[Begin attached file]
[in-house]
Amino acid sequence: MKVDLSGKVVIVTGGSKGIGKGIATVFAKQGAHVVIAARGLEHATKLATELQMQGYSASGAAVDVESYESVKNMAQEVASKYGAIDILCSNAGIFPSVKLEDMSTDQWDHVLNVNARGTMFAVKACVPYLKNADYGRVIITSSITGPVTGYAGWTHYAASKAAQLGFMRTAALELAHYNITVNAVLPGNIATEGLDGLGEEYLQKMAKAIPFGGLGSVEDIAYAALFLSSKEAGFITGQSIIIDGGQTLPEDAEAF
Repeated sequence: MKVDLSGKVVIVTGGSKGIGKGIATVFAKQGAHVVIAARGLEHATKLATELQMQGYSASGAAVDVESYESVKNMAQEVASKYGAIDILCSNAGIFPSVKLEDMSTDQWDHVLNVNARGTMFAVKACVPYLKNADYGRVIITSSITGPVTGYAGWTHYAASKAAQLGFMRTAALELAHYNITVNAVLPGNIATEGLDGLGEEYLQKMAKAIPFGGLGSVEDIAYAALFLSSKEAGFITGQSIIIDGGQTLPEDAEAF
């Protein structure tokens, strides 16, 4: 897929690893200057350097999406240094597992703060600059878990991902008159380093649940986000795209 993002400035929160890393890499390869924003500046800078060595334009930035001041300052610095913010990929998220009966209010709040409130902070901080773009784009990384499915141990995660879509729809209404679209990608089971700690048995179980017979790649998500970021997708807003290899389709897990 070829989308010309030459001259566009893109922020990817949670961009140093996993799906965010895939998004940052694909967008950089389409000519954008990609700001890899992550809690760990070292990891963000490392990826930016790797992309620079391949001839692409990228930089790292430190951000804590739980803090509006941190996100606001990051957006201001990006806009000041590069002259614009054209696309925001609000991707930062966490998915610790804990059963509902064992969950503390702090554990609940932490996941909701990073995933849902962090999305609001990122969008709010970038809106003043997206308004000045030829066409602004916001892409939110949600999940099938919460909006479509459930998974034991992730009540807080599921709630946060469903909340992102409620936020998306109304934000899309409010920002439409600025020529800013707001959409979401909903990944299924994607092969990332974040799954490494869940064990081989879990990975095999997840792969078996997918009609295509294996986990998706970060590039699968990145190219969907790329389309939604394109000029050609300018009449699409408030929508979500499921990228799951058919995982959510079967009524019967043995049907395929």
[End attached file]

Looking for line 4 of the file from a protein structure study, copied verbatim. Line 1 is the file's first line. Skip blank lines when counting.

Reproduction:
């Protein structure tokens, strides 16, 4: 897929690893200057350097999406240094597992703060600059878990991902008159380093649940986000795209 993002400035929160890393890499390869924003500046800078060595334009930035001041300052610095913010990929998220009966209010709040409130902070901080773009784009990384499915141990995660879509729809209404679209990608089971700690048995179980017979790649998500970021997708807003290899389709897990 070829989308010309030459001259566009893109922020990817949670961009140093996993799906965010895939998004940052694909967008950089389409000519954008990609700001890899992550809690760990070292990891963000490392990826930016790797992309620079391949001839692409990228930089790292430190951000804590739980803090509006941190996100606001990051957006201001990006806009000041590069002259614009054209696309925001609000991707930062966490998915610790804990059963509902064992969950503390702090554990609940932490996941909701990073995933849902962090999305609001990122969008709010970038809106003043997206308004000045030829066409602004916001892409939110949600999940099938919460909006479509459930998974034991992730009540807080599921709630946060469903909340992102409620936020998306109304934000899309409010920002439409600025020529800013707001959409979401909903990944299924994607092969990332974040799954490494869940064990081989879990990975095999997840792969078996997918009609295509294996986990998706970060590039699968990145190219969907790329389309939604394109000029050609300018009449699409408030929508979500499921990228799951058919995982959510079967009524019967043995049907395929």